Henry Gray (1825–1861). Anatomy of the Human Body. 1918.  
the summation of such contractions and therefore for large contractions. In the first muscle a large load is moved through a short distance and in the second muscle a lighter load is moved through a greater distance. 
The amount of work accomplished by pinnate muscles is not dependent upon the angle of insertion of the muscle fibers into the tendon, as will be seen by the following diagram Fig. 368. 
T' T =  direction of the tendon pull. 
w a =  direction of muscle fiber before contraction. 
m’ =  direction of muscle fiber after contraction. 
v =  amount of contraction. 
m =  tension of the muscle. 
φ =  angle of insertion of muscle fiber. 
t =  tendon component = m x cos φ = the weight carried by the tendon to balance the muscle tension. 
d =  distance tendon is drawn up. 
(1) m x v = work done by the muscle fiber. 
(2) t x d = work done by the movement of the tendon.  
If we consider the distance v as being very short then the line b c can be dealt with as though it were perpendicular to a c. 
then v = d x cos φ or d = v/cos φ since t = m x cos φ or m = t/cos φ m x v = t/cos φ x d x cos φ = t x d 
If this is true for very minute contractions it is likewise true for a series of such contraction and hence for larger contractions.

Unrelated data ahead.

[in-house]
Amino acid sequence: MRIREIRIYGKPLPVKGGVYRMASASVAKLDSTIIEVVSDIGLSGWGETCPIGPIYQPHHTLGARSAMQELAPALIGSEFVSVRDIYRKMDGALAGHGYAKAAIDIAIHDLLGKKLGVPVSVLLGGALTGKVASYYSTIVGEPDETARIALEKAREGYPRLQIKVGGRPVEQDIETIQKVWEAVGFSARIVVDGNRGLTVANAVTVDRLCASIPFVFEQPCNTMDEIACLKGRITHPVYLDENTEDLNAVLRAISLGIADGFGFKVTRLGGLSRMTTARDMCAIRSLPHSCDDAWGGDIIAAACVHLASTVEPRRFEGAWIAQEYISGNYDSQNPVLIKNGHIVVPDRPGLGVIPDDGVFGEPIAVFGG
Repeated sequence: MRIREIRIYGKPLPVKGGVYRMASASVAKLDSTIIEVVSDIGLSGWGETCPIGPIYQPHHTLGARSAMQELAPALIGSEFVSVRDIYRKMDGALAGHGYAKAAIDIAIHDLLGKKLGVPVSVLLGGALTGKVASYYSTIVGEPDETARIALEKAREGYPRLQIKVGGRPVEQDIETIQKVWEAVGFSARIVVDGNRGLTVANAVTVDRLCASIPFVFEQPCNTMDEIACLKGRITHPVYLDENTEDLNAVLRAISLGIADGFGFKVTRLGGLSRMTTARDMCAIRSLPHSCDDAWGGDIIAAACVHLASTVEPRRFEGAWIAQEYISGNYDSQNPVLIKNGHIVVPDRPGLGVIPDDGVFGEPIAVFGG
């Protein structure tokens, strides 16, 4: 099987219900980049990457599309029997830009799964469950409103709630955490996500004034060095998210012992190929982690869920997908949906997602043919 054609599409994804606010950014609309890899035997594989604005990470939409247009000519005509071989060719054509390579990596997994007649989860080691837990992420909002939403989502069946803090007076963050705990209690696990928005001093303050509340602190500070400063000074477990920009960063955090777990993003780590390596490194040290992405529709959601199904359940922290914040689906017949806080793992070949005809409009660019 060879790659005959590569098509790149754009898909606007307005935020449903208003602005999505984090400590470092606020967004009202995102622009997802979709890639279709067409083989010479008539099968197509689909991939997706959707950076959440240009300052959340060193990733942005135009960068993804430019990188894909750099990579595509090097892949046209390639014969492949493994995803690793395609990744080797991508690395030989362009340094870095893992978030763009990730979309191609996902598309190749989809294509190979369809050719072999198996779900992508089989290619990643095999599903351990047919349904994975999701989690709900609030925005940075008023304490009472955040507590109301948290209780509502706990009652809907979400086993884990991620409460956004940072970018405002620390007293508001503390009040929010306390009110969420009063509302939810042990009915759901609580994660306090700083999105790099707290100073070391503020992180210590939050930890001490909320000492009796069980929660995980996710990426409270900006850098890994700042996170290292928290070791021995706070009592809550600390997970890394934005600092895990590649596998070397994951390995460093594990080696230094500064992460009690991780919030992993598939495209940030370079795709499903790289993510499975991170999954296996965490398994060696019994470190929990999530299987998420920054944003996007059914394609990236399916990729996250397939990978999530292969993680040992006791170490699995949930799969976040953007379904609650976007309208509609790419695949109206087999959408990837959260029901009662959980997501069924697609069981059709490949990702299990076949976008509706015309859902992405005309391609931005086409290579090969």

If we assume that φ = 60°, m = 10 kg. and v = 5 mm., the work done by the contracting muscle fiber = m v or 10 x 5 kilogrammillimeters. 
 FIG. 368– No caption. (See enlarged image)

cos ∠ 60° = 1/2; hence t = 1/2 m; and d = v/1/2 = 2 v; 1/2 m = 5 kg.; and 2 v = 10 mm. hence t d = 50 kilogrammillimeters or the work done by the movement of the tendon in lifting the load of 5 kg. a distance of 10 mm., and is exactly the same as that done by the muscle fiber. The load on the tendon is but onehalf the tension of the muscle, but the distance through which the load is lifted is twice that of the amount of shortening of the muscle. If φ = 41° 20’ then cos φ = 3/4 hence t = 3/4 m and d = 4/3 v and t d = m v 
In pinnate muscles, then, we have the rather unexpected condition in which the same amount of movement of the tendon can be accomplished with less contraction of the muscle than in muscles where the fibers have the same direction as the tendon. 
The Action of Muscles on Joints.—If we consider now the action of a single muscle extending over a single joint in which one bone is fixed and the other movable, we